Richmond, Va. –
Imagine being able to see into the future and solve problems before they reach critical mass. Sounds unlikely, right? Not for Defense Logistics Agency Aviation’s Business Process Support Directorate’s Industrial Analysis Support Branch Chief Adam Hardee and his team, who use inventory tracking software in combination with a new predictive metric to ensure supply chain disruptions are resolved before they affect fleet repair operations.
The Center of Parts Activity, or COPA, is used to track parts in the supply chain that support three air logistics complexes and three fleet readiness centers. It is online and accessible within three available roles in AMPS, the Account Management and Provisioning System, including users external to DLA; DLA employees; and members of Hardee’s analytic and development team.
“COPA has been in use across the ALCs at Robins, Tinker and Hill Air Force bases since 1999,” said Hardee. “DLA has hosted this web-based program since 2009.”
Hardee said COPA allows them to move from the traditional data delivery methods of Excel, PowerPoint, email, and shared drives to automated web dashboards powered by direct data feeds into Air Force and Navy systems as well as DLA systems.
“This method puts the tools and analytics into the hands of the process area experts each morning when the workday begins, and it reduces the need to manually pull and manipulate massive amounts of data on a daily basis.” Hardee said.
Hardee’s team manages all analytics for the ALCs and FRCs. “My team is constantly looking to move from diagnostic analytics towards predictive and prescriptive analytics,” he said.
This objective led to the creation of the Materiel Supportability Analysis tool as well as multiple automated dashboards that guide customer support and sustainment specialists to direct root cause actions they can remedy to alleviate disruptions in the supply chains before those disruptions affect the ALCs’ and FRCs’ production repair lines.
The MSA tool was developed over a 12-month time period by my team of analysts in direct coordination with our process area experts across the fleet readiness centers,” Hardee said. “It has undergone two revisions and was recently deployed across all three FRCs for continued testing and business rule refinement.”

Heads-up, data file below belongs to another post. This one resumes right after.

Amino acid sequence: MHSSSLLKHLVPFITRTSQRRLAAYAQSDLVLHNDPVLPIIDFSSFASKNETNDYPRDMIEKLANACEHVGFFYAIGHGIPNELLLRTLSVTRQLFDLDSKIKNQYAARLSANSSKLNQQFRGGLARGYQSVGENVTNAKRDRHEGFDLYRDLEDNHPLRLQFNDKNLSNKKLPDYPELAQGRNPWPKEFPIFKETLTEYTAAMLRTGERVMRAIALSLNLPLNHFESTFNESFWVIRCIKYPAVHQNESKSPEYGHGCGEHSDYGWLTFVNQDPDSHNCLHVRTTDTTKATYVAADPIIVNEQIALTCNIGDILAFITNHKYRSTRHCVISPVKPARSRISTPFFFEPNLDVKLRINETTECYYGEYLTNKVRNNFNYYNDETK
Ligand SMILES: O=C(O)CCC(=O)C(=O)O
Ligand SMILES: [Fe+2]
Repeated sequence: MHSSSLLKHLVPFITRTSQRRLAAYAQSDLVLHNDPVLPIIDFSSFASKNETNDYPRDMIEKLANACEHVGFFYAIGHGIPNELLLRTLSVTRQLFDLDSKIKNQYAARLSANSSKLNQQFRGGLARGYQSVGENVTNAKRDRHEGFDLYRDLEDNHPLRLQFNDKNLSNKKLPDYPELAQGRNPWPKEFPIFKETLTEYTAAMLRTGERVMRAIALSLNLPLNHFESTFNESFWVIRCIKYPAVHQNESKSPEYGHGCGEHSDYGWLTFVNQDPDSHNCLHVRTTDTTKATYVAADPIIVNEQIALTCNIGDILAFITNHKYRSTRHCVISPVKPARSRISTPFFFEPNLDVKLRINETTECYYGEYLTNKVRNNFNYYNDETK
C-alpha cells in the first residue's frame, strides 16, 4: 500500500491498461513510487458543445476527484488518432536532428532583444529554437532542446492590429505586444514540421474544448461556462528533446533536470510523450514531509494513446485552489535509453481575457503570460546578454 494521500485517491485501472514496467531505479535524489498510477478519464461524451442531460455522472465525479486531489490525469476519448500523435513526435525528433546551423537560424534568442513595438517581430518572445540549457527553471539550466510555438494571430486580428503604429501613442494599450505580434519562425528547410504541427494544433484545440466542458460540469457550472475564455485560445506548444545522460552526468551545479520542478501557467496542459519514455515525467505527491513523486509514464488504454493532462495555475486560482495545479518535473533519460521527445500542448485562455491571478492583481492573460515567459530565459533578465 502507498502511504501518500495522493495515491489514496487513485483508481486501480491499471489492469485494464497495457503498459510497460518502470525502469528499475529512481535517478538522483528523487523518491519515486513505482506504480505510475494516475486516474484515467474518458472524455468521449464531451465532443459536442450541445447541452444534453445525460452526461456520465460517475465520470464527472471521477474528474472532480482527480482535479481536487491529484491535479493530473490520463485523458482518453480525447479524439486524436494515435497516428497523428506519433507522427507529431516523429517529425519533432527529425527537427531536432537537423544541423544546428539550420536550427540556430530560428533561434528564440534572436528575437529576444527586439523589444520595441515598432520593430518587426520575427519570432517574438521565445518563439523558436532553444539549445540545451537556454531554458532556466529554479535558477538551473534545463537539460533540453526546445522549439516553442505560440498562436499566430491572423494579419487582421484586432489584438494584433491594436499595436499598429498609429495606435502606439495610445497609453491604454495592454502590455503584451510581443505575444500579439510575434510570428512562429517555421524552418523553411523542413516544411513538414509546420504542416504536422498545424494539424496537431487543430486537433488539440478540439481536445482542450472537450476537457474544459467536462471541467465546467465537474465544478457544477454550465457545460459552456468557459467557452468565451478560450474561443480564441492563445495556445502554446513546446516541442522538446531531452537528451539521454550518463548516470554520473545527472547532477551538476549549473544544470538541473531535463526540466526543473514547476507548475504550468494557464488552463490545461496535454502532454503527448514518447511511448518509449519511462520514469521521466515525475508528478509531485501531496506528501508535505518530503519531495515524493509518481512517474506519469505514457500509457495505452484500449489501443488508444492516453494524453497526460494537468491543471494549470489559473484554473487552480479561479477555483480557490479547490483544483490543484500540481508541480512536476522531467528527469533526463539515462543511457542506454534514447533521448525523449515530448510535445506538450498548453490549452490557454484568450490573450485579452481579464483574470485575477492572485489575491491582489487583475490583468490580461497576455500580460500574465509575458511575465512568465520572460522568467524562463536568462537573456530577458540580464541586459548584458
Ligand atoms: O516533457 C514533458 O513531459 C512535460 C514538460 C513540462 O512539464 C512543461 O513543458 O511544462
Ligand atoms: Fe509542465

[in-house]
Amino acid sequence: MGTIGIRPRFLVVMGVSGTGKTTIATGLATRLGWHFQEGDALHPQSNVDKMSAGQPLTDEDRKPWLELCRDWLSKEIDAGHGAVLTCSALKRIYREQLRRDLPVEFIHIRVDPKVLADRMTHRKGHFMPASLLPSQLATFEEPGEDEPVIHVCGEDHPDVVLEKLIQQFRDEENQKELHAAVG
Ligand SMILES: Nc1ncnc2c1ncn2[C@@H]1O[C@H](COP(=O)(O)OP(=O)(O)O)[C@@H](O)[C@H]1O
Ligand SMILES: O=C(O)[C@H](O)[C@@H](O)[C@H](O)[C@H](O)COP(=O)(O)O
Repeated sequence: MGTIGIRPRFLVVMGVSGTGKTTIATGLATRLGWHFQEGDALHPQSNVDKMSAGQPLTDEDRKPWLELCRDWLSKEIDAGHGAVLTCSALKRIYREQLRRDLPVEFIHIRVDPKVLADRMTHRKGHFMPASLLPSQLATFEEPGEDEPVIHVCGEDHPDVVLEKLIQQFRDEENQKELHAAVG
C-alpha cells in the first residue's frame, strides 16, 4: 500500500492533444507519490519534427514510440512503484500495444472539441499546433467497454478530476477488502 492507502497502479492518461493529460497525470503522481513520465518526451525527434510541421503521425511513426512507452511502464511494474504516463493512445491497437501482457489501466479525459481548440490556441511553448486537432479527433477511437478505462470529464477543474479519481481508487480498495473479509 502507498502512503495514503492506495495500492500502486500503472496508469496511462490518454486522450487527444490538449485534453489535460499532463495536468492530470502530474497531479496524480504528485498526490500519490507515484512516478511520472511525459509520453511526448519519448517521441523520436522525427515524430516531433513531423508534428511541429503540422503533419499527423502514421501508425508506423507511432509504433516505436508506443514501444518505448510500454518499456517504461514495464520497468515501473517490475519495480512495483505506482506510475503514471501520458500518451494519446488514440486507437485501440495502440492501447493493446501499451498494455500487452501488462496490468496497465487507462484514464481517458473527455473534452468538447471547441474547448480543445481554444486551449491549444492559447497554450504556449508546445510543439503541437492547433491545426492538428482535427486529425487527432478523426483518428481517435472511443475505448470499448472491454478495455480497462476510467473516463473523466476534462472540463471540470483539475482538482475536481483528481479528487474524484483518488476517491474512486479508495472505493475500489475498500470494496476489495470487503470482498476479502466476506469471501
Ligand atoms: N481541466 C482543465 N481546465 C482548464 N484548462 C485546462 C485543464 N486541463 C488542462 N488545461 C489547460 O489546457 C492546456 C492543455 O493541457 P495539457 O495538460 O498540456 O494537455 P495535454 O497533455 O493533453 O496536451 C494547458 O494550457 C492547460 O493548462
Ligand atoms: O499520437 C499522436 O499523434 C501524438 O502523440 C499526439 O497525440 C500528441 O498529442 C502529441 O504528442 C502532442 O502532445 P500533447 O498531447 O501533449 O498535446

“When developing a supportability tool, it is critical to understand the unique business practices and policies of the supported entity,” he said.
“The biggest hurdle was incorporating the various data elements both within and external to DLA as well as securing data-sharing agreements with the services. Finalizing the needed data inputs and developing the proper business rules was critical in developing the Materiel Supportability Analysis tool. This was accomplished through direct coordination with DLA Aviation and Navy process area experts as well as our business process office.” Hardee said.
The goal of the Material Supportability Analysis tool is to provide a common view of the material available vs consumption, for any piece part, projected over a 24-month timeframe, Hardee explained.
“We accomplish this by combining critical Navy data elements with DLA supply chain data and providing the end users with actionable alerts to address demand or supply chain problems that are contributing to gaps in supportability.
The greatest benefit of the MSA, Hardee said, is the combination of 24-month support status and potential factors or drivers that can identify priority items and allow planners to get ahead of potential shortages.
Those drivers, ranging from no purchase request, to purchase order to under-forecast and delinquent contracts, are identified and presented as report filters.
The MSA development is a prime example of DLA Aviation’s Year of Accountability Initiative being put into practice. The initiative’s purpose is to remind the workforce to hold themselves responsible for their actions, behaviors and performance. Supervisors are expected to create a working environment and culture that promotes collaborative work efforts.
“Instead of manually working through the Navy’s forecast or gross demand plan and researching every single stock number, the MSA provides a tailored support posture for every workload that our DLA Aviation teams support,” Hardee said.
“This color-coded approach allows our process area experts to work the most critical supportability gaps first,” he said.
The automated version of the MSA tool is scheduled for release in September, shortly before the beginning of Fiscal Year 2021. Hardee’s team continues to provide the manual version while they complete user testing.
“By working the MSA tool, DLA resolves supply disruptions before they become UFOs [unfilled orders] which reduces work-stoppage situations on the repair lines across the services. The MSA tool, along with our ‘root cause’ approach to data analytics, has led to record highs in materiel availability and fill rates across all three FRCs. Our efforts to automate our tools and analytics will free up critical resources to focus on predictive and prescriptive analytics instead of the traditional ‘autopsy’ approach to performance analysis.” Hardee said.